Redlands family contribute to Big Red Bash bushfire appeal donation after being drawn in ticket ballot

A REDLANDS family has contributed to the bushfire relief effort after being drawn out of a ballot to attend the sold-out Big Red Bash music festival at Birdsville in July.

EXCITEMENT: The Owens will head to the Big Red Bash again after being drawn out of a ticket ballot.

EXCITEMENT: The Owens will head to the Big Red Bash again after being drawn out of a ticket ballot.

The Owens missed out on a spot during the general sale but were one of 25 families or couples to secure their tickets when another 25 packages were released in January.

The sale of the extra tickets, worth $2000, contributed to the $100,000 that had been raised for the Red Cross and Salvation Army bushfire appeals.

Included in their package was a two day early entry pass, a prime allocated campsite near the front and a Big Red Bash festival poster signed by the artists.

Lee Owen said he had also been raising money for the bushfire appeal through the family business since the start of the month.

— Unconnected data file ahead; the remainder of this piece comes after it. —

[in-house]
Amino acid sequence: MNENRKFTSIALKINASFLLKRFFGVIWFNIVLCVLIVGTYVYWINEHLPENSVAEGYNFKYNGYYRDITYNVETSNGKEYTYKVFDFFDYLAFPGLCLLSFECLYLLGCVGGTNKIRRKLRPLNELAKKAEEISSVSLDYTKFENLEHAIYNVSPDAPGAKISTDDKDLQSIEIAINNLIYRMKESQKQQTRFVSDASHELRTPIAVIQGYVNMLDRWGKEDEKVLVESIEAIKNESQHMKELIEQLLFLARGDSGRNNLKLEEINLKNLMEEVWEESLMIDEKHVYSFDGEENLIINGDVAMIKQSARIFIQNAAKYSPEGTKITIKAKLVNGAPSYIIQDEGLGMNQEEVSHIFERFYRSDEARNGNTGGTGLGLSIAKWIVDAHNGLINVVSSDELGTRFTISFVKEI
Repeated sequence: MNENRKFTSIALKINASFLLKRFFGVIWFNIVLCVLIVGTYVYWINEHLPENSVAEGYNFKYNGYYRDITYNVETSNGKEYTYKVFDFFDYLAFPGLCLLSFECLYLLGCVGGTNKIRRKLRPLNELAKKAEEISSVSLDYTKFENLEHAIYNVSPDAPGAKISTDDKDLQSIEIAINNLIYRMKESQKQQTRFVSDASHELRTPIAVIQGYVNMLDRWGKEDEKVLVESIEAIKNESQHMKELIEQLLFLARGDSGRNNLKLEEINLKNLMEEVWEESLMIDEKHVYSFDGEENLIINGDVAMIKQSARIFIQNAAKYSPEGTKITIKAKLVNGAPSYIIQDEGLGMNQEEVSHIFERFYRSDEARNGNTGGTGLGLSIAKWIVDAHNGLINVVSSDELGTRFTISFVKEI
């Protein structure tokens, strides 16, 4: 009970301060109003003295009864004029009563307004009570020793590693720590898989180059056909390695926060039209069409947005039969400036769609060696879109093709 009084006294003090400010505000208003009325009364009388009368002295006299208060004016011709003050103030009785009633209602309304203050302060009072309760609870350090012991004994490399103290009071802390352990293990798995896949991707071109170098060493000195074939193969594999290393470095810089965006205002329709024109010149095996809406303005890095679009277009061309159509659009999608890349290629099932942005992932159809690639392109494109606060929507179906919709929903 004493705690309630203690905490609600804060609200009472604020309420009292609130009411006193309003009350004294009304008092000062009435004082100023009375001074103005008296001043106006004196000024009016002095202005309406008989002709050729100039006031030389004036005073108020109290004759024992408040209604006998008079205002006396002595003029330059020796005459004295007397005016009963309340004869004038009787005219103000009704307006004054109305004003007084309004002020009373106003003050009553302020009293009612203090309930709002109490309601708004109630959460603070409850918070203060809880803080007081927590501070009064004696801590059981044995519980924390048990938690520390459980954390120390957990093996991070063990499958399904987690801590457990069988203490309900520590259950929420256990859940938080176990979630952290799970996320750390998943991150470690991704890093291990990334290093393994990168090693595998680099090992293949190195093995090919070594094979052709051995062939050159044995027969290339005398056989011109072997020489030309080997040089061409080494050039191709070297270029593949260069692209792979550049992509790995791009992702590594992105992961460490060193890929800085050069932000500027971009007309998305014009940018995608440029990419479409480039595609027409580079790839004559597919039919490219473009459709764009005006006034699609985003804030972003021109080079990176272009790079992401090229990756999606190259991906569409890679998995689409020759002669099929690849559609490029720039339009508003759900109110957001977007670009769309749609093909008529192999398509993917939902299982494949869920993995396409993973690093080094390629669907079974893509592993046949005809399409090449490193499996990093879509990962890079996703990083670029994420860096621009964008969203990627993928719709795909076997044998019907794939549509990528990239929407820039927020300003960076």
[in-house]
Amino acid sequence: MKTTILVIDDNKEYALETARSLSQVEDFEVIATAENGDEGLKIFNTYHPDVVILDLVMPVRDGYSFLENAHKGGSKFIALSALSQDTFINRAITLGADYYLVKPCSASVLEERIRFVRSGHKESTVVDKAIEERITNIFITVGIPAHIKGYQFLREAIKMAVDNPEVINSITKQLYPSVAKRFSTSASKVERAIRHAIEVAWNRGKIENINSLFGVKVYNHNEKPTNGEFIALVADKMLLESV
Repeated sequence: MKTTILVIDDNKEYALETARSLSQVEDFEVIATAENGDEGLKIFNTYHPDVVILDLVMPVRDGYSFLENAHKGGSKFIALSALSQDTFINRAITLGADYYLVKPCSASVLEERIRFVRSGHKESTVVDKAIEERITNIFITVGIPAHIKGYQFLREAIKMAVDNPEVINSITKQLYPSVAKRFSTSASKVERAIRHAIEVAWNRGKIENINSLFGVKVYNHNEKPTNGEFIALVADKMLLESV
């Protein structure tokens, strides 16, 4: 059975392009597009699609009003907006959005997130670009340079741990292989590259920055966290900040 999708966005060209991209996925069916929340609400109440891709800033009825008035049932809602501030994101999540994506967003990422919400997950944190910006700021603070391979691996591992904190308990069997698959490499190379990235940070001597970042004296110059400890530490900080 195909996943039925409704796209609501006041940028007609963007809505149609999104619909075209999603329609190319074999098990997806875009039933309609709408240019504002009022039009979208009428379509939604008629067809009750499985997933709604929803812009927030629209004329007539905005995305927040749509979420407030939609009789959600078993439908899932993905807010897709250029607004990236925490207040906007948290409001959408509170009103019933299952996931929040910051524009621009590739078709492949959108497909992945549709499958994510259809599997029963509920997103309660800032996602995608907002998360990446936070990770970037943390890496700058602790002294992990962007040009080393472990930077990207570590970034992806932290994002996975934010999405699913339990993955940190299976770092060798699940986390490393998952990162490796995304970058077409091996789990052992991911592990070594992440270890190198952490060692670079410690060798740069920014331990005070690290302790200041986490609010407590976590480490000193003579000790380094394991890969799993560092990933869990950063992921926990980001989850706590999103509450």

"We were over the moon to secure tickets through the ballot, for two reasons," he said.

"Of course, the first was that we had missed out on getting tickets in the general sale and were devastated but also when we saw the money for the ticket package was going to the bushfire relief, we just knew we needed to be part of it.

"When the chance came to enter the ballot to gain access to the VIP bushfire package, we jumped at it."

Concert founder Greg Donovan said the organisers were shocked and saddened by the extent of the bushfire crisis and the impact it had on the community.

"Each July the Big Red Bash brings people together from nearly every town and community across every state of Australia," he said.

"As a result many of our past patrons and volunteers have been impacted by the bushfires as have many of those who are planning to attend or volunteer this year.

"Many of our crew are also in impacted communities, and have been involved in various roles at the frontline of the crisis.

"This is a time to do what Australians do best and pull together to support each other during a crisis when so many are hurting."

The concert is expected to draw a crowd of more than 10,000 to the Simpson Desert in Queensland from July 7 to 9.

The event, known as the world's most remote music festival, is now in its sixth year and generates $11 million in revenue each year for outback Queensland.

This year's artist line-up includes Paul Kelly,Ian Moss, Shannon Noll and others.

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